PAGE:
Question SSD swap, Can't boot into windows without old SSD, or use windows. Straight to BIOS.

DivneBloodline

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Feb 20, 2014
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I have a bunch of these old low capacity SSDs in my computer and I've been slow upgrading them over time. I've swapped out two other SSDs, and never had any issues until I replace my old 110 GB Crucial SSD. The Crucial was completely blank, I moved the few games off it months ago, and reformatted it. Hasn't been touched snice then. I don't think that information is important, but wanted to be clear it not the boot drive.

I've swapped it out with a 2TB PNY SSD. Now when I boot, it goes straight to the BIOS menu. So I figure it messed up the my boot drive settings, however it was set to boot off the correct drive. I save and exit, computer restarts, again straight to the BIOS menu again. Not sure what is happening, think I've lost my mind, and maybe I did replace my boot drive. I put the Crucial SSD in an external enclosure, and plug it into my front IO, restart my computer, and boots right into windows. I log in, and check This PC, the Crucial is completely empty, is not my boot drive. Everything is working fine, so I restart again without the Crucial drive plugged in, straight to BIOS. Restart again with the Crucial drive plugged in, normal boot, login to the desktop, everything is working fine. Out of curiosity I unplug the Crucial from my front IO, everything freezes, can't use my keyboard or mouse, nothing works. I plug it back in and everything is fine.

I don't understand, there is nothing on the drive, and don't know why my computer would be dependent on this SSD. I assuming it has to do something with the BIOS setting, but I'll be honest I don't understand the BIOS menus too well. My motherboard is an ASUS X99-Deluxe, so that the BIOS we're dealing with.
 

jasonf2

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It is probably two things. Your boot order probably has the blank drive before the functional one. The second thing is that while you may have formatted the drive you probably didn't wipe the partitions. You more than likely still have a boot partition marked on the blank drive. Clear all partitions on the blank drive, setup a new one and reformat the blank drive. Also move the boot functional drive above the blank one in the bios boot order and you should be good to go assuming that the drive is good.
 
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Aeacus

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there is nothing on the drive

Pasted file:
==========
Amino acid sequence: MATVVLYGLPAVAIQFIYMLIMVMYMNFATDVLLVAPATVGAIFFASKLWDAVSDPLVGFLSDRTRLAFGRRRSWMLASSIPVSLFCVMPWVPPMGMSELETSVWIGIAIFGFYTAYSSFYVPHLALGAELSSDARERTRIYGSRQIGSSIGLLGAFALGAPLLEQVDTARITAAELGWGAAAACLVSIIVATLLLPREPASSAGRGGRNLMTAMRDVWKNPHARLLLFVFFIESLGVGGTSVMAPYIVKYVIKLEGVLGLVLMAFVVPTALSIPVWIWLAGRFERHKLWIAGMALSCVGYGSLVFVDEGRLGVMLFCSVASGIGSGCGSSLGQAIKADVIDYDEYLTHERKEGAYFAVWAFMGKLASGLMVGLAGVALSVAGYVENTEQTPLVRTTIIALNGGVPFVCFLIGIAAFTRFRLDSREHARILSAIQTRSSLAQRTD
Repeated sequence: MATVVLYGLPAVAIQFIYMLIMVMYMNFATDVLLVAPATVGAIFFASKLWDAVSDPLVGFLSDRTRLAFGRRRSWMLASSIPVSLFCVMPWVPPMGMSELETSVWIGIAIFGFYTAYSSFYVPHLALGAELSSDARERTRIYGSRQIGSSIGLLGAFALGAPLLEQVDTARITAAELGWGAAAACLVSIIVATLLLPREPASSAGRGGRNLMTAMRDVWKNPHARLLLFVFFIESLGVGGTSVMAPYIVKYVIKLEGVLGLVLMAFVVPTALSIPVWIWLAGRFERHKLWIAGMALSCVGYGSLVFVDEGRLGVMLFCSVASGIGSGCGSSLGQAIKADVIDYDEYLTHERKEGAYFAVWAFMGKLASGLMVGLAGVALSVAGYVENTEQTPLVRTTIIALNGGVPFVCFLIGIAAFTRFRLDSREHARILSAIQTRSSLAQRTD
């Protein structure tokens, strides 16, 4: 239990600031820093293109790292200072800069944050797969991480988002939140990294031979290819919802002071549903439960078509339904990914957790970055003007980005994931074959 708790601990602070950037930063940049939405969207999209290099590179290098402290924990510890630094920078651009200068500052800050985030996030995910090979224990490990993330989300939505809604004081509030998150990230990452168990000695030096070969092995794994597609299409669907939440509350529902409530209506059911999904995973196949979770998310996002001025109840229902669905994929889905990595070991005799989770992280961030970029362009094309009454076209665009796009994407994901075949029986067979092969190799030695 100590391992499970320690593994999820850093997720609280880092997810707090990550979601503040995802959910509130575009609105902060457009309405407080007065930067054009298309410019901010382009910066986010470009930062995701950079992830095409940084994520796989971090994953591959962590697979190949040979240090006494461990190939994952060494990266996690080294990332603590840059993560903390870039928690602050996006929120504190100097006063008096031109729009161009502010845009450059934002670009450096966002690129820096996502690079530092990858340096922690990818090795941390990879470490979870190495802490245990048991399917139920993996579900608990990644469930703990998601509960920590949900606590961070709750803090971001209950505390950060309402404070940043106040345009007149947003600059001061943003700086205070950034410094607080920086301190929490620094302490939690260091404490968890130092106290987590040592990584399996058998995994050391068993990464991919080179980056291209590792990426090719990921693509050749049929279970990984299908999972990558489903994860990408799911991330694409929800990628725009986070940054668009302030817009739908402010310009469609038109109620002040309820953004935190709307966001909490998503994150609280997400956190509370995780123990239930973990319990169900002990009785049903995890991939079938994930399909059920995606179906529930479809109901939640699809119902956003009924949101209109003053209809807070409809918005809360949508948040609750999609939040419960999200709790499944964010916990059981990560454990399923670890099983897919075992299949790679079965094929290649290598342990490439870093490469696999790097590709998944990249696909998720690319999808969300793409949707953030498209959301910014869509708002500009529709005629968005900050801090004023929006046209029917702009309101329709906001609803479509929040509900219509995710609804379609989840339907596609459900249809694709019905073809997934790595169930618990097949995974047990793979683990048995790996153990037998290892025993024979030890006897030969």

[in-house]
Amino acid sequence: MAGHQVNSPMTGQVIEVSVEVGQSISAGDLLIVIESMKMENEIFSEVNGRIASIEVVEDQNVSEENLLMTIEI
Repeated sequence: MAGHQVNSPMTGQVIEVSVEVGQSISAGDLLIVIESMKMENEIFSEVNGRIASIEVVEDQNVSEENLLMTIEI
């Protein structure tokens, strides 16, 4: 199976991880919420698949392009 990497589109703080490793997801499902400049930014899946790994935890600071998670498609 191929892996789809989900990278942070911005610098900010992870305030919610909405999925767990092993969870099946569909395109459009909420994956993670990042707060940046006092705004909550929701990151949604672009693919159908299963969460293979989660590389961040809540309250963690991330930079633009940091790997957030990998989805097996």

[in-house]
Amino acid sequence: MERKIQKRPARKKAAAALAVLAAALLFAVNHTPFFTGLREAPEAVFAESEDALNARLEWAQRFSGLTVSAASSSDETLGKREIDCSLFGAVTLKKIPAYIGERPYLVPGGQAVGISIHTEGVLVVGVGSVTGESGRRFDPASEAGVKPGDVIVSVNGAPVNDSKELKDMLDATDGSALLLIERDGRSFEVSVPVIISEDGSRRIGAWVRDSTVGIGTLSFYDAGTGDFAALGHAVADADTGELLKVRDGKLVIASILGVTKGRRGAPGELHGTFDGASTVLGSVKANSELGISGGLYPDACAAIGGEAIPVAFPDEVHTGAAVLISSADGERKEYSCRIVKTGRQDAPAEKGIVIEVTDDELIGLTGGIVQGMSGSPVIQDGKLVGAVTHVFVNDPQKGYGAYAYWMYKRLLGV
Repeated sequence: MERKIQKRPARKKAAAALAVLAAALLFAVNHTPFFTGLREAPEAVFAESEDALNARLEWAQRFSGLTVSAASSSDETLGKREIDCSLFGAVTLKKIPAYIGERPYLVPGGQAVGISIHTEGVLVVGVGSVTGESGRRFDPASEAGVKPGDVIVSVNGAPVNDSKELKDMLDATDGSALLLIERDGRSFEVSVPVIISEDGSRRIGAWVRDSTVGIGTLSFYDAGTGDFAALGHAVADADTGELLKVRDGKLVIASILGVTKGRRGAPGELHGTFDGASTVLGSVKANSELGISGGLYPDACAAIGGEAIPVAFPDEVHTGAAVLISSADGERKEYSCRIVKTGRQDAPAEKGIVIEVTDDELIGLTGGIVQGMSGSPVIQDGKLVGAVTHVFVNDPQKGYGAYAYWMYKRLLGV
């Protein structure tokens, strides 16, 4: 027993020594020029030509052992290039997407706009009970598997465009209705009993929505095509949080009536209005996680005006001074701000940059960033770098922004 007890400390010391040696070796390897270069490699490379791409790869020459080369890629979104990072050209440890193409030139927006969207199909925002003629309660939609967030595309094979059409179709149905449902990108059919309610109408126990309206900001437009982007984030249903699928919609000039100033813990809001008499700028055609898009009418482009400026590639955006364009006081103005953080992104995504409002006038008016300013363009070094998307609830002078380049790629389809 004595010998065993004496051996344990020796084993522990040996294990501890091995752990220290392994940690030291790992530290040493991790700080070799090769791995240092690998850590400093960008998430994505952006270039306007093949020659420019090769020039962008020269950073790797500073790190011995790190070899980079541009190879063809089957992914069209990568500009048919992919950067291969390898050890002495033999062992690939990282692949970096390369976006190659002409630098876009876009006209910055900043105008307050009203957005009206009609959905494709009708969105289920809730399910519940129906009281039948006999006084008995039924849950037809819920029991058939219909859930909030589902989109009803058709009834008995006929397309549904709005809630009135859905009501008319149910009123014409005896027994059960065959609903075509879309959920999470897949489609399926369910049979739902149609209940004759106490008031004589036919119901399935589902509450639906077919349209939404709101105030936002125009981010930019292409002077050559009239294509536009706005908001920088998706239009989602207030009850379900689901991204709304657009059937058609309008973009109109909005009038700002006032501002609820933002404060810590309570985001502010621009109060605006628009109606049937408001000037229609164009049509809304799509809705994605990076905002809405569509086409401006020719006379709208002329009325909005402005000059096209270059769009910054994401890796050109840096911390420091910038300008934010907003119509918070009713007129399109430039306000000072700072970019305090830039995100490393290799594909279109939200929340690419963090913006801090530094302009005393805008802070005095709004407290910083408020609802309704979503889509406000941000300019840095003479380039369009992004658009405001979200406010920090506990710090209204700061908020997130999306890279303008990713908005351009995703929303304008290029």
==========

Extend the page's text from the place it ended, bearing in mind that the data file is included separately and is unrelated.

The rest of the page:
Sure there is. A boot loader. Without it, OS won't boot. And since it is important system files, it won't show up in normal explore nor in Disk Management.

There are ways to move/install the boot loader to current OS drive, e.g like described here,
link: https://www.sevenforums.com/installation-setup/241974-system-wont-boot-after-removing-second-hard-drive-efi.html#post2026366

But far easier would be making clean Win install on your PNY drive.
 

DivneBloodline

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Feb 20, 2014
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Sure there is. A boot loader. Without it, OS won't boot. And since it is important system files, it won't show up in normal explore nor in Disk Management.

There are ways to move/install the boot loader to current OS drive, e.g like described here,
link: https://www.sevenforums.com/installation-setup/241974-system-wont-boot-after-removing-second-hard-drive-efi.html#post2026366

But far easier would be making clean Win install on your PNY drive.
Yes, I just restarted my PC with Crucial plugged in and forced BIOS, and I saw that windows boot manager was there. I would have assumed windows would move that to my boot drive when I switched that years ago, but I guess not.
 

DSzymborski

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Moderator
Yes, I just restarted my PC with Crucial plugged in and forced BIOS, and I saw that windows boot manager was there. I would have assumed windows would move that to my boot drive when I switched that years ago, but I guess not.
Windows does not automatically move these things because it can create even more problems to move system files from drive to drive without someone's request to do so.

Because of this, and other reasons, it's best practice to only have the OS drive installed when installing Windows, which ensures that system files all remain only on the OS drive.
 
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DivneBloodline

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Feb 20, 2014
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Windows does not automatically move these things because it can create even more problems to move system files from drive to drive without someone's request to do so.

Because of this, and other reasons, it's best practice to only have the OS drive installed when installing Windows, which ensures that system files all remain only on the OS drive.
Makes sense, I'll keep this in mind in the future thanks.
 

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